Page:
Welcome to my blog. I am a young, self-taught artist from the Gulf Coast, who wants to provide pyrographic artwork that sends a clear strong message. Please take time to look through my pages and posts. I appreciate comments, love making new friends, and covet faithful followers. Shout hello if you know me, or are just passing through.

Monday, September 20, 2010

What I've Done

These are past projects that I gave away as gifts. 

I was inspired to do this plaque shortly after the death of my beloved Brother John Pruitt.  It has a comforting message for the family, who watched him suffer with cancer. 
I received the inspiration for the picture from Del Parson's The Good Shepherd  and added my own person touches to the position of the lamb's head and other minor details.  I don't believe I will ever use crayon wax on this plaque as I did here.  At the time, it was all that I had.  Hopefully, I will have the finances in the future to invest in better mediums for coloring such a plaque.  In my opinion it's quite an appealing layout.

The next project came lined up specifically for my dearest little cousin Rebekah Anne.  It's a stool that I hope she'll be able to use in the near future. 
Although the closeup of sheep may not appeal to some, I felt that I needed this closeup to draw attention to the stool from a standing height.  (Unfortunately I didn't take any pictures of the stool varnished and sealed.  It was very beautiful completed.)  I learned from this project that ordinary glue does not fill in staple holes.  In the future I will try woodfiller or even epoxy, if I don't have to burn over the holes.  In the picture you can't see the glue very well, - I just hope it won't discolor anytime soon.  I hope to be able to try to mother lamb licking the baby as they lay together in straw.  I like each piece I do to be different in some way.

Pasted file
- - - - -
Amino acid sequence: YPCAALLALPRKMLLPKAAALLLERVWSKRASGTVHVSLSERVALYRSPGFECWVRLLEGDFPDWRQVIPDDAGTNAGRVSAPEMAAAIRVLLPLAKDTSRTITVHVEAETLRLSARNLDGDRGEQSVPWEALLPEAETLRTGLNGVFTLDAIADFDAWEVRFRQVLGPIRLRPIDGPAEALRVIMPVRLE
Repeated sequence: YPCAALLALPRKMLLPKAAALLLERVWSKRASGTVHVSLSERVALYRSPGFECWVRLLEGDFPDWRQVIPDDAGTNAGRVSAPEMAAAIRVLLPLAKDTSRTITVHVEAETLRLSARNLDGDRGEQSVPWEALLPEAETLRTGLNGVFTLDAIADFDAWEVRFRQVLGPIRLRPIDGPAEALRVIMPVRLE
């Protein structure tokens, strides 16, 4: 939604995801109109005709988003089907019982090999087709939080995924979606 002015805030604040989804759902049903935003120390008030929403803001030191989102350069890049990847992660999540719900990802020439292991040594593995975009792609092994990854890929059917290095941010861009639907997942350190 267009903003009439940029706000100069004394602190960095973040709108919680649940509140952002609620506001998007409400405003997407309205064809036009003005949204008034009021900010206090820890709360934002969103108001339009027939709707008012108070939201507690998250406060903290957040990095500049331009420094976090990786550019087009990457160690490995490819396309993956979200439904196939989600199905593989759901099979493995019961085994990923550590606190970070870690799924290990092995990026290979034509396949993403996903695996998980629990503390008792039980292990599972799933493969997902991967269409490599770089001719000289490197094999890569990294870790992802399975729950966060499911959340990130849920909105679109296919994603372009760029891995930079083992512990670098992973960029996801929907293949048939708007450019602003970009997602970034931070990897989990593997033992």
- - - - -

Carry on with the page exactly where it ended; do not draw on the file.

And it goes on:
Then, at my mother's request, I decorated the edge of the stool with ivy, and the legs with ...educational taste.  Mother usually has good taste. 

Both of these gifts have a good home now; but in the future I hope to reproduce them and make them even better.  I've learned a lot from these two pieces.
This last one was a birthday gift for my father.  The Eagle side took me approximately 22 hours, and the deer, about 18 hours.  I consider the Eagle to be my greatest burning ever. 
He looks much finer in person than he does in any picture.  Because each stroke was pressed in a certain direction, the flash makes some of the burns appear darker or less dark than they really are. 
The deer took less time to create.  I was brave enough to add background to the picture, giving it some dimension and depth.  I doubt a lapdesk could be worth very much, even with two whole solar days of artwork bruned on it, but it was definately a start for me, and ...valuable experiance. 

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